Mobility Feature: Mehrnaz Ghamami

Mehrnaz Ghamami
Mehrnaz Ghamami

Dr. Mehrnaz Ghamami, assistant professor in the MSU College of Engineering, is a dedicated transportation engineer, planner and mathematical modeler who has taken a strong interest in sustainable transportation modes, including bikes and alternative fuel vehicles (AFV).

Her research focuses on transportation systems analysis and planning, with applications in sustainable transportation and Intelligent Transportation Systems (ITS).

“This combination led to my development of a comprehensive modeling framework for analyzing various policy and planning issues related to plug-in electric vehicles,” Ghamami said. “The primary motivation of my research came from the current deficiencies of electric vehicles, such as the limited range, sparse and scarce recharging facilities and the large capital cost.”

Her ambition, coupled with her extensive reserach and impressive professional background, has allowed her to make advances in the evolving field of sustainable and intelligent transportation systems. This includes developing and implementing a modeling framework for electric vehicles’ charger placement for the state of Michigan.

“The recommendations and results of the project are being used to develop a statewide network of charging stations,” Ghamami said. Phase 1 of the Electric Vehicle Charger Placement Optimization in Michigan can be seen here.

When asked which discoveries she takes most pride in, Ghamami stated that in her ten plus years of work with electric vehicles, she has remained on the front line of research via publishing papers in the most prestigious journals of transportation research, which further built her reputation as an AFV transportation planner.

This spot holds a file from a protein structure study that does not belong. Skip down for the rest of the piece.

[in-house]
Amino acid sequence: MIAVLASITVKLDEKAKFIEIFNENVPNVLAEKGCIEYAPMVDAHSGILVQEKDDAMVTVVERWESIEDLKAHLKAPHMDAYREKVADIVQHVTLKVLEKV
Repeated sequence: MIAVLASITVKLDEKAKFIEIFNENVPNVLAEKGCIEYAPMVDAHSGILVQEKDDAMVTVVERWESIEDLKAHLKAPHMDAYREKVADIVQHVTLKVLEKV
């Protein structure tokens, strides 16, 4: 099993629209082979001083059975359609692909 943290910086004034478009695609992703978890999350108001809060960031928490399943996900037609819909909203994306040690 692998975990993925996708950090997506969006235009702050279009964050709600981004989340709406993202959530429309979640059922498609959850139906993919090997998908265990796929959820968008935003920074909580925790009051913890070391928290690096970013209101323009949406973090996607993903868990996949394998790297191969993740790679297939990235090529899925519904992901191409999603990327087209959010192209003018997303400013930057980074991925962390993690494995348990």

She is a member of the Committee on Alternative Transportation Fuels and Technologies (AMS40) and the Committee on Transportaton Energy (AMS30) of the Transportation Research Board (TRB) of the National Academics of Sciences, Engineering and Medicine. She has also been appointed as the co-chair for the Integrated Modeling sub-committee of the Transportation Research Board.

Additionally, Ghamami’s served as principal investigator and co-principal investigator on various Michigan Department of Environment, Great Lakes and Energy (EGLE), Michigan Department of Transportation (MDOT), United States Trade and Development Agency (USTDA), Federal Highway Administration (FHWA) and Massachusetts Clean Energy Center (MassCEC) projects.

“Mobility is intertwined in many aspects of our lives, including but not limited to economy and social justice,” Ghamami said. “The increased demand requires infrastructure investment and operation and maintenance plans.”

This demand, however, brings many challenges. Ghamami notes that carbon footprint and emission production are some of the highest concerns within the current transportation systems, so finding alternative transportation modes and fuels are top priority.

In response to what makes MSU a leader in the mobility field, Ghamami explained how within the past five to six years, MSU’s Department of Civil and Environmental Engineering has hired four new faculty in the field of transportation, to expand research and education among this field.

“Recently, SPARTRANS, a multidisciplinary center, is established to further advance transportation research, teaching and outreach by CEE faculty,” Ghamami said.

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